I picked up my blank chair for the auction about a month or so ago from the Orpheum. Was able to slide by one day after my day job…and of course it was raining.
I started out by sketching off the images on the front and back of the chair. The chairs are literally a blank canvas. They are covered in a white canvas material, which takes the paint well- sometimes almost too well.
As I began to paint the rest of the chair black and start to define the sketches I was reminded that the hardest parts of one of these chairs are painting on a slight curve and getting the base color solid and even. It tends to want to have “high and low spots”, and highlights can be absorbed. I had to hit my highlights several times.
Once I got the drawing tighter using black, white, and grey, I started to add colors. I used some painters tape to help keep my guitar strings straight and cut a paper stencil out of Bristol for the “Lucille” logo on the seat. Since the weather had been a bit cold and damp out and I paint in the garage, the paint took a bit to dry so I’d have to paint for a bit and then work on a different side or take a break. Once done I sprayed a sealant on it and used an iron to set the paint. You have to be careful and make sure the paint has air dried or you can run the risk of smearing your work when you run the iron over it. A heat gun could work, too- but I’m always afraid I’ll get too close or be in one spot too long and scorch or burn the material.
I use a Paasche VL-3 airbrush with Createx airbrush acrylic paint. It’s water-based and comes ready to use, although you can thin it or add other additives to it to help with drying or adhesion. I used mostly Pearlized metallic paints for the colors, and tried to overlay them to create a cool color change effect when the lights hit it. I noticed on the Createx website that they make Iridescent Colors that have a color shift from a lighter hue on direct view to a darker hue on side-cast views, as well as some Auto-Air ones. Going to have to do some experimenting with them. On one of these chairs and the different curved and angular surfaces the Iridescent Colors could work great on them. The Auto-Air paints could allow me to paint on other surfaces like guitars, metal, etc. for future art donations and personal art projects.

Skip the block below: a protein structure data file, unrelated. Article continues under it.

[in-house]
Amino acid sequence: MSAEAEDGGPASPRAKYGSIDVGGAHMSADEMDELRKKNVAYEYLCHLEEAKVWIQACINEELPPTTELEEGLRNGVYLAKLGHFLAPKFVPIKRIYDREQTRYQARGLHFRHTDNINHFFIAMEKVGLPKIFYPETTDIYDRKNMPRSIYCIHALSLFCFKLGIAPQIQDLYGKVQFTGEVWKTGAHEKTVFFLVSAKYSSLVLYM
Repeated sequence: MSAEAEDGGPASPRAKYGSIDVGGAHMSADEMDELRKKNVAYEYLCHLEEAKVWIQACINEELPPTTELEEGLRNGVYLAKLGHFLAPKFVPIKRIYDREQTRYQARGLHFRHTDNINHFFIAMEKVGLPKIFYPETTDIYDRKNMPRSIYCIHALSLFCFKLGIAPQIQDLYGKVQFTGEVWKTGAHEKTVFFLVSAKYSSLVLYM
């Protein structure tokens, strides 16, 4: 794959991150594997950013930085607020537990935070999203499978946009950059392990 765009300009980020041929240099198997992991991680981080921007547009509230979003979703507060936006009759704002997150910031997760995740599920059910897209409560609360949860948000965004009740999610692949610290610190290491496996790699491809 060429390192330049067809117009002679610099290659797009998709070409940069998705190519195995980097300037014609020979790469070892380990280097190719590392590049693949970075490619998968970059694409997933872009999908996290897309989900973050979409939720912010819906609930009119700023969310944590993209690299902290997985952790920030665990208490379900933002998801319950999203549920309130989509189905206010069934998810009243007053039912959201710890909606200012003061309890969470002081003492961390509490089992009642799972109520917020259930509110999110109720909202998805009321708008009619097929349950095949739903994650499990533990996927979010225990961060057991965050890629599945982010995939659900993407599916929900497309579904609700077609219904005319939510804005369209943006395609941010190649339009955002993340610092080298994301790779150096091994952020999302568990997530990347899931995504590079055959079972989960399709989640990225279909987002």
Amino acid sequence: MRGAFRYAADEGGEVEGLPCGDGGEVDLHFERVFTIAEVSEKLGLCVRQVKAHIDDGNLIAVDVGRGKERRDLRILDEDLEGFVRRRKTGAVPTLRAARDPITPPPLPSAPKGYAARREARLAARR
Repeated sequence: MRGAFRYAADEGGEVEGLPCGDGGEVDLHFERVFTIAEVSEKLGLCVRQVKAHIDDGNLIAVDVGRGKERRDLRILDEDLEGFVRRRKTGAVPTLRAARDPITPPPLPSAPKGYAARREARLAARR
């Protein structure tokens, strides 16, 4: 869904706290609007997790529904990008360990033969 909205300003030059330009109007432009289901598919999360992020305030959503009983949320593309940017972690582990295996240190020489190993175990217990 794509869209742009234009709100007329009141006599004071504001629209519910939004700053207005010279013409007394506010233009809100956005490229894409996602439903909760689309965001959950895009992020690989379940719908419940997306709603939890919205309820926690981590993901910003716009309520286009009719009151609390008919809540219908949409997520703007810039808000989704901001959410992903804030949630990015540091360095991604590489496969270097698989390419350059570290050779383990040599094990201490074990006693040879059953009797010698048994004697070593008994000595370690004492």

It’s hard to tell in the pics that these paints are metallic, but under the stage lighting they did look great as we walked around the chair at the auction.
When we walked into the theater on Saturday night we could see my chair on stage to the left of the Nissan Rogue. I don’t know who was more excited to see one of my chairs back on stage- me or Nicki. To have my work in the company of so many great Memphis artists is an amazing feeling, and to have it in a place like The Orpheum is, well- it’s a heck of an honor to say the least. I occasionally get asked to help out with charities and try to help out as much as I can, but this is one “CHAIRity” event Nicki and I look forward to each year.